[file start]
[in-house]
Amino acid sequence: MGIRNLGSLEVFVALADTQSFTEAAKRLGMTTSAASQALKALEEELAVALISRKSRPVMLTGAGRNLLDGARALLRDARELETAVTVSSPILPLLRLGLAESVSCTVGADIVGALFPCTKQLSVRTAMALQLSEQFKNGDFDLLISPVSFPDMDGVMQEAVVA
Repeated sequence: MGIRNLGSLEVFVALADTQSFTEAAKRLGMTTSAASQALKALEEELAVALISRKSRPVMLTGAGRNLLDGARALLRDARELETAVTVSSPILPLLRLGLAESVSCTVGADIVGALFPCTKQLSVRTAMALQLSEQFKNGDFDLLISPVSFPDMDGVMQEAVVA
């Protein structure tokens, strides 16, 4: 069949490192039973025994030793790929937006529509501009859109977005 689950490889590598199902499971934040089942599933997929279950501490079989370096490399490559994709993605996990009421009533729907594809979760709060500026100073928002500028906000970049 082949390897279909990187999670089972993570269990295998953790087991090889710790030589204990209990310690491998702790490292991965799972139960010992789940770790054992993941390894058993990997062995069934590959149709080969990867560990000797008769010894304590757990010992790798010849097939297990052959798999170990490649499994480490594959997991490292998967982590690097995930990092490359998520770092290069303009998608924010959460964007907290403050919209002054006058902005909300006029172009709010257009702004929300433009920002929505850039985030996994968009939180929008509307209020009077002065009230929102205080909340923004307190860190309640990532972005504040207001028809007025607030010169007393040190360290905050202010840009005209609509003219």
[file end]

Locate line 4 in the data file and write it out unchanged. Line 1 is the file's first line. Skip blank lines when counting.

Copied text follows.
């Protein structure tokens, strides 16, 4: 069949490192039973025994030793790929937006529509501009859109977005 689950490889590598199902499971934040089942599933997929279950501490079989370096490399490559994709993605996990009421009533729907594809979760709060500026100073928002500028906000970049 082949390897279909990187999670089972993570269990295998953790087991090889710790030589204990209990310690491998702790490292991965799972139960010992789940770790054992993941390894058993990997062995069934590959149709080969990867560990000797008769010894304590757990010992790798010849097939297990052959798999170990490649499994480490594959997991490292998967982590690097995930990092490359998520770092290069303009998608924010959460964007907290403050919209002054006058902005909300006029172009709010257009702004929300433009920002929505850039985030996994968009939180929008509307209020009077002065009230929102205080909340923004307190860190309640990532972005504040207001028809007025607030010169007393040190360290905050202010840009005209609509003219």